Lecture Notes for Wednesday, January 31

"Embryonic Regulation"

Hans Driesch: discovery of "Regulative development" (in 1890s) He separated the first 2, and the first 4 cells of starfish embryos, and observed their development into two half-size plutei, or 4 quarter-size Conversely, you can push two one-cell stages together and sometimes they will develop into double-sized plutei.


This disproved the theory of different parts of embryos receiving different genes.

But even today scientists don't really understand the mechanism that changes the sizes of parts of embryos in proportion to the size of the whole embryo.

But please don't be misled by the word "regulation",
which can seem to imply some exterior control telling somebody what to do.

This kind of regulation is internal adjustment, to fix damage or overcome abnormality or effects of some external disturbance.

Whatever adjustments cause regulation of shape and adjustment of proportionality of sizes, sometimes require time to adjust.

"Regulative" development contrasts with "mosaic" development, in which cell fates are pre-determined, for example in the nematode Caenorhabditis elegans.

Driesch concluded that embryos are somewhat supernatural
in the sense of being controlled by something mind-like.

An even better example of size adjustment of parts in proportion to wholes is Dictyostelium formation of fruiting bodies, stalks, and length/width ratios of slime mold slugs.

(Please understand that these "slugs" are masses of a kind of amoebae, & only happen to resemble real slugs, which are a kind of snail.)

Dictyostelium discoideum is the most-studied one of the "Cellular Slime Molds". In one stage of their life cycle, a culture consists of small amoeboid cells that move around, eating bacteria. When they run out of bacteria, they aggregate by chemotaxis, and form multicellular "slugs" that can crawl around. The slugs vary widely in size, depending on how many individual amoebae aggregated to form them. They then differentiate into stationary "fruiting bodies" that consist of a tapering stalk, with a lemon-shaped mass of spores at the top, and have the same proportions over a size range of at least 500.

This is even more than Driesch's revolutionary discovery that starfish embryos can "scale" over a sixteen-fold size range. (Incidentally, this most-studied species was discovered by a UNC undergraduate [Kenneth Raper] on some horse dung in Duke Forest) For many years, the leading researcher on slime molds was Lindsay Olive, who was a professor in this department, and kindly provided many different species to use in laboratories of this course.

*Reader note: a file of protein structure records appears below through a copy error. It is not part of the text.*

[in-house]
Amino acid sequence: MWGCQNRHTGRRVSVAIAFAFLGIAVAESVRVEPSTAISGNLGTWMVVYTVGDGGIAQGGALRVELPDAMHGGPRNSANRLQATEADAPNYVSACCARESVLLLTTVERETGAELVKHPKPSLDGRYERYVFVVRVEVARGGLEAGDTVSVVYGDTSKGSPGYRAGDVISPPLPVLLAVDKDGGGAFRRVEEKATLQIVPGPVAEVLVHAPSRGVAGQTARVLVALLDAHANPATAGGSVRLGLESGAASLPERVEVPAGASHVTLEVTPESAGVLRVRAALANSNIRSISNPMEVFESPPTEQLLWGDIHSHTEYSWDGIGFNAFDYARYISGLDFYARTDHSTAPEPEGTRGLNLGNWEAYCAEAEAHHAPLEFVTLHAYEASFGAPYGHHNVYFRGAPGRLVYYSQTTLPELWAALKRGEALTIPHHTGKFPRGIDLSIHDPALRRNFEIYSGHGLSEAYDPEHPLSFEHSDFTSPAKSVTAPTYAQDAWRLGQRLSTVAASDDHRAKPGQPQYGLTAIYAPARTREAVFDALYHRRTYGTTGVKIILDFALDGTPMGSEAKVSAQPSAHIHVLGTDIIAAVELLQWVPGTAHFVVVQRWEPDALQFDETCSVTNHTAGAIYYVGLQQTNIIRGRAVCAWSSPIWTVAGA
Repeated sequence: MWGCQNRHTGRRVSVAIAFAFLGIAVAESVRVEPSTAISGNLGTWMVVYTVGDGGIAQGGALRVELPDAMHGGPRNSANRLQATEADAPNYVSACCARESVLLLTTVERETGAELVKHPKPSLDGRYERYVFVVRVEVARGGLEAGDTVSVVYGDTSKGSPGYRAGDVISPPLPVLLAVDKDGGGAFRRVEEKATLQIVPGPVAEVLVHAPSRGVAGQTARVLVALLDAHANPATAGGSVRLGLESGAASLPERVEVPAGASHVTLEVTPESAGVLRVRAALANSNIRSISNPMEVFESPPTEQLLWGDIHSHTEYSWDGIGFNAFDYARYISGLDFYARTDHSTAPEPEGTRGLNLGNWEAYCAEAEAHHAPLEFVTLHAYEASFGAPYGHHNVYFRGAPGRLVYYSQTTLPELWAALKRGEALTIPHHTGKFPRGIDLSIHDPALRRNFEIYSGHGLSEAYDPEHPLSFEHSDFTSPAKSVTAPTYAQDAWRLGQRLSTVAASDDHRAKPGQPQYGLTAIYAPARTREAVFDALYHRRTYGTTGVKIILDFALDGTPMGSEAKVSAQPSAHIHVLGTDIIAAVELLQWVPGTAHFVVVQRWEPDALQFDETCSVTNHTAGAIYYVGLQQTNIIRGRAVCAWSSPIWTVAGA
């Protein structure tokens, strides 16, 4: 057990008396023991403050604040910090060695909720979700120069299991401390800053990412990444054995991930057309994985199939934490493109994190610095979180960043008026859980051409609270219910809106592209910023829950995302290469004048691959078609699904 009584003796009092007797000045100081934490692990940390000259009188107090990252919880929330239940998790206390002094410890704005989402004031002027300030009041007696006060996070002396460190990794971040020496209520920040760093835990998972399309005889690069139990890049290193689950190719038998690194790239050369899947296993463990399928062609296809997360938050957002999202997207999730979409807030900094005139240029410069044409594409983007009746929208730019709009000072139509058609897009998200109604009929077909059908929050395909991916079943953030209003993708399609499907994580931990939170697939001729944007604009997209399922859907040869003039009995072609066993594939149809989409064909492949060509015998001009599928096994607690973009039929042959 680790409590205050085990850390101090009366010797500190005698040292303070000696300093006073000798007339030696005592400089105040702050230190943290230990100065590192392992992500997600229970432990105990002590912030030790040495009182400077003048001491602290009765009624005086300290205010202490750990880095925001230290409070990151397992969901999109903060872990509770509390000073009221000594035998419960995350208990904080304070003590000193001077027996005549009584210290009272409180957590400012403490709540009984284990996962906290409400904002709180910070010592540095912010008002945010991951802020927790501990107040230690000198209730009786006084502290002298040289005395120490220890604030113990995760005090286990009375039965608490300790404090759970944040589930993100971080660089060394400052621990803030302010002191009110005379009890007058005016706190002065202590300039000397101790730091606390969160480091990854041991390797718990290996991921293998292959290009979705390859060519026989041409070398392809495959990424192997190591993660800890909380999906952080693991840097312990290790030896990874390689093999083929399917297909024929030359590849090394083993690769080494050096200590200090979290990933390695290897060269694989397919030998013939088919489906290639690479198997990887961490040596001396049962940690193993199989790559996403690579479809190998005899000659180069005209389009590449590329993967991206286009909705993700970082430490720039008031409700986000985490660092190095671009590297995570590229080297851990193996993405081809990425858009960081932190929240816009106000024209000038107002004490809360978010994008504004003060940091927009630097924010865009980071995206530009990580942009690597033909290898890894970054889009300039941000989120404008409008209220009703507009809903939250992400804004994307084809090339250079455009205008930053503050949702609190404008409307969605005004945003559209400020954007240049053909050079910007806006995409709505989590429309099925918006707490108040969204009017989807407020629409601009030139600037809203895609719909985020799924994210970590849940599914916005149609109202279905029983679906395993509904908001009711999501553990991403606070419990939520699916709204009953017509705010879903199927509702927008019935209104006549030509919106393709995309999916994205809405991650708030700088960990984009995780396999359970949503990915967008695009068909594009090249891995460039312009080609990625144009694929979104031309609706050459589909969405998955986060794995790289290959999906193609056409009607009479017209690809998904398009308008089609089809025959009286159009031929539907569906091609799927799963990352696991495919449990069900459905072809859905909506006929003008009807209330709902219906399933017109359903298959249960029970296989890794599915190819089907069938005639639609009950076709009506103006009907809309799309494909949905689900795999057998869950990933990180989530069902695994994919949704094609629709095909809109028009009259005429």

You can cut a Dictyostelium "slug" into 10 or 100 pieces, and the cells of each fragment will reorganize to form a normally-proportioned slug, and then a scale model stalk and spore mass, one one-hundredth the size the original "slug" would have formed. Echinoderm plutei can develop "scale models" over a volume ratio of 8 to 1 or sometimes 16 to one.

Scaling may have different mechanism in plutei than in slime mold fruiting bodies.
But I regard this as one of the 3 or 4 deepest questions in biology.


What does the ability "to scale" tell us about normal mechanisms that cause organ formation?
That's the big question. There might be several answers, or one.

Lewis Wolpert's hypothesis of sloping diffusion gradients combined with quantitative thresholds for induction of alternative cell types.

He calls this the French Flag model, because it can produce scale-model French flags:
1/3 red, 1/3 white, 1/3 blue.
If you google "French flag embryo" images you can see many relevant illustrations.



Flags generated and then distorted by a computer program


Wolpert's French Flag model applied to flatworms


The caption on this is from a lecture given many years ago, and is not a potential exam question. However, you might want to think about it.


Wolpert's model is generally assumed to mean gradients of a diffusible substance. However, gradients can also be created without anything moving, by adjusting properties to conform with neighboring locations.

gradient simulation

"Diffusion" effect created by a cellular automata program that computes the numerical value of nearest neighbors.


Roux "hot needle" experiment (~1880s)

Wilhelm Roux did a famous experiment intended to confirm the theory of different parts of each embryo getting only certain genes. He poked red-hot needles into 4 or the first 8 cells or early frog embryos; or sometimes poked hot needles into 2 of the first 4 cells, or 1 of the first 2 cells.

The idea was to kill or severely damage half the cells of an early embryo, with the expectation that the undamaged cells would continue and develop into the same tissues that they normally form, even though the "killed" cells failed to differentiate.



Textbooks use the verb "killed" to refer to the effect of the hot needle on embryonic frog cells. Actually, the original paper says the "killed" cells were still alive, and that after several hours they began to divide again.

Anyway, people interpreted the result as support for the idea of different genes being distributed unequally to different cells. (Nobody really understands the results of this experiment, but it has been repeated with the same results)



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